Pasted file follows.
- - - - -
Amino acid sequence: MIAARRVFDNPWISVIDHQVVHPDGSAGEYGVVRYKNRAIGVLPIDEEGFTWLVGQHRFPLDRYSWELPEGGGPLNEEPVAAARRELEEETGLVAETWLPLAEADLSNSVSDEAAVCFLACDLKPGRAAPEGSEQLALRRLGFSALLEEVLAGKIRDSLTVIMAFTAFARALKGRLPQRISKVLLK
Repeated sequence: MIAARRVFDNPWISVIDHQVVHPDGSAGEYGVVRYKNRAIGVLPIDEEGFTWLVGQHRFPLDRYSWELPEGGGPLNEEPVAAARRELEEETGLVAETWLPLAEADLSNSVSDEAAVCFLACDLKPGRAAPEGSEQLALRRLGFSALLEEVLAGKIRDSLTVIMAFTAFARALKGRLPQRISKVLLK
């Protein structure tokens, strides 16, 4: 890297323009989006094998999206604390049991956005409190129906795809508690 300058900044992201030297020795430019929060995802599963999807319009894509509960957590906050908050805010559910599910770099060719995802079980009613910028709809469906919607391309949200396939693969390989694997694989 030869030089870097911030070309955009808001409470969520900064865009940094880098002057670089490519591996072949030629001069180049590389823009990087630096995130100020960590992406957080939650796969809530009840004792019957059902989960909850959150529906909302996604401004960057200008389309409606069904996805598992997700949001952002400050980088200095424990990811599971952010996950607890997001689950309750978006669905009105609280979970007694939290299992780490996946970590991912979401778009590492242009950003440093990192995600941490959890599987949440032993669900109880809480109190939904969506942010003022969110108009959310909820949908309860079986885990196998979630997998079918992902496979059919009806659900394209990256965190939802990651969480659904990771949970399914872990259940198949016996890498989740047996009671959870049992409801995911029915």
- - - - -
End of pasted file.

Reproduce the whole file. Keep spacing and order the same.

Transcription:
Amino acid sequence: MIAARRVFDNPWISVIDHQVVHPDGSAGEYGVVRYKNRAIGVLPIDEEGFTWLVGQHRFPLDRYSWELPEGGGPLNEEPVAAARRELEEETGLVAETWLPLAEADLSNSVSDEAAVCFLACDLKPGRAAPEGSEQLALRRLGFSALLEEVLAGKIRDSLTVIMAFTAFARALKGRLPQRISKVLLK
Repeated sequence: MIAARRVFDNPWISVIDHQVVHPDGSAGEYGVVRYKNRAIGVLPIDEEGFTWLVGQHRFPLDRYSWELPEGGGPLNEEPVAAARRELEEETGLVAETWLPLAEADLSNSVSDEAAVCFLACDLKPGRAAPEGSEQLALRRLGFSALLEEVLAGKIRDSLTVIMAFTAFARALKGRLPQRISKVLLK
């Protein structure tokens, strides 16, 4: 890297323009989006094998999206604390049991956005409190129906795809508690 300058900044992201030297020795430019929060995802599963999807319009894509509960957590906050908050805010559910599910770099060719995802079980009613910028709809469906919607391309949200396939693969390989694997694989 030869030089870097911030070309955009808001409470969520900064865009940094880098002057670089490519591996072949030629001069180049590389823009990087630096995130100020960590992406957080939650796969809530009840004792019957059902989960909850959150529906909302996604401004960057200008389309409606069904996805598992997700949001952002400050980088200095424990990811599971952010996950607890997001689950309750978006669905009105609280979970007694939290299992780490996946970590991912979401778009590492242009950003440093990192995600941490959890599987949440032993669900109880809480109190939904969506942010003022969110108009959310909820949908309860079986885990196998979630997998079918992902496979059919009806659900394209990256965190939802990651969480659904990771949970399914872990259940198949016996890498989740047996009671959870049992409801995911029915």